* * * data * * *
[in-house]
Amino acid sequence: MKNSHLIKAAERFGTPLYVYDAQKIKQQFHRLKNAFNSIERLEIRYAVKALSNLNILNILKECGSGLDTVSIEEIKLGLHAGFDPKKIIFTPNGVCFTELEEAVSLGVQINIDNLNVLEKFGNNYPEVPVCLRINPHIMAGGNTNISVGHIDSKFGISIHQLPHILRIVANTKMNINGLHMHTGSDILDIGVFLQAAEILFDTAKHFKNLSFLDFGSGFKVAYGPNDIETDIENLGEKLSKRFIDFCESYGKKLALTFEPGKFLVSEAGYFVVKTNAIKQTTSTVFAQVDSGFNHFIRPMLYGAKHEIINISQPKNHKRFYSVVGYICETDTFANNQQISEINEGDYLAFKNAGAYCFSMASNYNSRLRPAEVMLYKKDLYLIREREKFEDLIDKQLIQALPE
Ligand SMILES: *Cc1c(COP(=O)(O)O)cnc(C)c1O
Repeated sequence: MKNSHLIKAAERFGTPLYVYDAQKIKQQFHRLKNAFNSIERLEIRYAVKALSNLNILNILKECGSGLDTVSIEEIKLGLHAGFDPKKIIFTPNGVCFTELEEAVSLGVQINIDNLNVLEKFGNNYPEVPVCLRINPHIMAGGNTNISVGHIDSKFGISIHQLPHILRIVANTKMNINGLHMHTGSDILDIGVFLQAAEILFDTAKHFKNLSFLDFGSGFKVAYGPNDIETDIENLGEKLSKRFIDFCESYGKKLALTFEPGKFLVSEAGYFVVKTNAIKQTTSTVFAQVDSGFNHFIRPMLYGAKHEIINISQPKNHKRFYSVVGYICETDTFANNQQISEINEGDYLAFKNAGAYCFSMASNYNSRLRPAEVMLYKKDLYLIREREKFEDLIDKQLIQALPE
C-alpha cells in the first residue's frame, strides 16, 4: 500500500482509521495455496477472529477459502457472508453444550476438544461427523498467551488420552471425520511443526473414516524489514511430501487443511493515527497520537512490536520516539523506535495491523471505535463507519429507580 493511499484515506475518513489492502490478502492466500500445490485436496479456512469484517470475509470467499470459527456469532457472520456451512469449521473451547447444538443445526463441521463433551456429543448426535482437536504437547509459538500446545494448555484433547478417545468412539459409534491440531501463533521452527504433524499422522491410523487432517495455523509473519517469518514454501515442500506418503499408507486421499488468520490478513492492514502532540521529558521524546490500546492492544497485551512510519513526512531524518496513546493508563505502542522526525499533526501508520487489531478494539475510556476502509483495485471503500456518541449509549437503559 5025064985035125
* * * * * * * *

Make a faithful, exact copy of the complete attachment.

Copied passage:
[in-house]
Amino acid sequence: MKNSHLIKAAERFGTPLYVYDAQKIKQQFHRLKNAFNSIERLEIRYAVKALSNLNILNILKECGSGLDTVSIEEIKLGLHAGFDPKKIIFTPNGVCFTELEEAVSLGVQINIDNLNVLEKFGNNYPEVPVCLRINPHIMAGGNTNISVGHIDSKFGISIHQLPHILRIVANTKMNINGLHMHTGSDILDIGVFLQAAEILFDTAKHFKNLSFLDFGSGFKVAYGPNDIETDIENLGEKLSKRFIDFCESYGKKLALTFEPGKFLVSEAGYFVVKTNAIKQTTSTVFAQVDSGFNHFIRPMLYGAKHEIINISQPKNHKRFYSVVGYICETDTFANNQQISEINEGDYLAFKNAGAYCFSMASNYNSRLRPAEVMLYKKDLYLIREREKFEDLIDKQLIQALPE
Ligand SMILES: *Cc1c(COP(=O)(O)O)cnc(C)c1O
Repeated sequence: MKNSHLIKAAERFGTPLYVYDAQKIKQQFHRLKNAFNSIERLEIRYAVKALSNLNILNILKECGSGLDTVSIEEIKLGLHAGFDPKKIIFTPNGVCFTELEEAVSLGVQINIDNLNVLEKFGNNYPEVPVCLRINPHIMAGGNTNISVGHIDSKFGISIHQLPHILRIVANTKMNINGLHMHTGSDILDIGVFLQAAEILFDTAKHFKNLSFLDFGSGFKVAYGPNDIETDIENLGEKLSKRFIDFCESYGKKLALTFEPGKFLVSEAGYFVVKTNAIKQTTSTVFAQVDSGFNHFIRPMLYGAKHEIINISQPKNHKRFYSVVGYICETDTFANNQQISEINEGDYLAFKNAGAYCFSMASNYNSRLRPAEVMLYKKDLYLIREREKFEDLIDKQLIQALPE
C-alpha cells in the first residue's frame, strides 16, 4: 500500500482509521495455496477472529477459502457472508453444550476438544461427523498467551488420552471425520511443526473414516524489514511430501487443511493515527497520537512490536520516539523506535495491523471505535463507519429507580 493511499484515506475518513489492502490478502492466500500445490485436496479456512469484517470475509470467499470459527456469532457472520456451512469449521473451547447444538443445526463441521463433551456429543448426535482437536504437547509459538500446545494448555484433547478417545468412539459409534491440531501463533521452527504433524499422522491410523487432517495455523509473519517469518514454501515442500506418503499408507486421499488468520490478513492492514502532540521529558521524546490500546492492544497485551512510519513526512531524518496513546493508563505502542522526525499533526501508520487489531478494539475510556476502509483495485471503500456518541449509549437503559 5025064985035125